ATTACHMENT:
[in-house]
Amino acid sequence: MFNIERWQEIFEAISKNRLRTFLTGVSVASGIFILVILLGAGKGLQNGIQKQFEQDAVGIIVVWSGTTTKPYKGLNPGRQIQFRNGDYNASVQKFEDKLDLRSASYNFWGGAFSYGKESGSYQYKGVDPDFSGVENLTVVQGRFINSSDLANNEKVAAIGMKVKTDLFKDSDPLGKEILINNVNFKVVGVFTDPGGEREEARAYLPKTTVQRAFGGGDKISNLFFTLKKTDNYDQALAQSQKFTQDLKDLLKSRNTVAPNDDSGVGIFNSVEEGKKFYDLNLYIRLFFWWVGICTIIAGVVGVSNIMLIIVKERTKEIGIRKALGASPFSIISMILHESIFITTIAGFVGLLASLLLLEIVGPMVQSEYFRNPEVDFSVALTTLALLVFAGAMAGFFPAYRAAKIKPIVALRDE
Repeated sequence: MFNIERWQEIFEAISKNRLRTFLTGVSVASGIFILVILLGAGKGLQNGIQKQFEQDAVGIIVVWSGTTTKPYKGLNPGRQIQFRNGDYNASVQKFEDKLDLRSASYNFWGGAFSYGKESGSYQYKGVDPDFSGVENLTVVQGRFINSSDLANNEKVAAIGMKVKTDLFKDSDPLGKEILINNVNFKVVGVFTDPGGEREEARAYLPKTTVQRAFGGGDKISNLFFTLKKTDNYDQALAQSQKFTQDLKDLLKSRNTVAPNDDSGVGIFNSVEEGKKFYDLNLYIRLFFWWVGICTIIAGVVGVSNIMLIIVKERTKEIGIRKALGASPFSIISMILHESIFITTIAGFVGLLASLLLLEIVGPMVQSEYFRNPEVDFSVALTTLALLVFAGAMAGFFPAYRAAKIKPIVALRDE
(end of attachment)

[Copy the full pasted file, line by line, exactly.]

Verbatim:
[in-house]
Amino acid sequence: MFNIERWQEIFEAISKNRLRTFLTGVSVASGIFILVILLGAGKGLQNGIQKQFEQDAVGIIVVWSGTTTKPYKGLNPGRQIQFRNGDYNASVQKFEDKLDLRSASYNFWGGAFSYGKESGSYQYKGVDPDFSGVENLTVVQGRFINSSDLANNEKVAAIGMKVKTDLFKDSDPLGKEILINNVNFKVVGVFTDPGGEREEARAYLPKTTVQRAFGGGDKISNLFFTLKKTDNYDQALAQSQKFTQDLKDLLKSRNTVAPNDDSGVGIFNSVEEGKKFYDLNLYIRLFFWWVGICTIIAGVVGVSNIMLIIVKERTKEIGIRKALGASPFSIISMILHESIFITTIAGFVGLLASLLLLEIVGPMVQSEYFRNPEVDFSVALTTLALLVFAGAMAGFFPAYRAAKIKPIVALRDE
Repeated sequence: MFNIERWQEIFEAISKNRLRTFLTGVSVASGIFILVILLGAGKGLQNGIQKQFEQDAVGIIVVWSGTTTKPYKGLNPGRQIQFRNGDYNASVQKFEDKLDLRSASYNFWGGAFSYGKESGSYQYKGVDPDFSGVENLTVVQGRFINSSDLANNEKVAAIGMKVKTDLFKDSDPLGKEILINNVNFKVVGVFTDPGGEREEARAYLPKTTVQRAFGGGDKISNLFFTLKKTDNYDQALAQSQKFTQDLKDLLKSRNTVAPNDDSGVGIFNSVEEGKKFYDLNLYIRLFFWWVGICTIIAGVVGVSNIMLIIVKERTKEIGIRKALGASPFSIISMILHESIFITTIAGFVGLLASLLLLEIVGPMVQSEYFRNPEVDFSVALTTLALLVFAGAMAGFFPAYRAAKIKPIVALRDE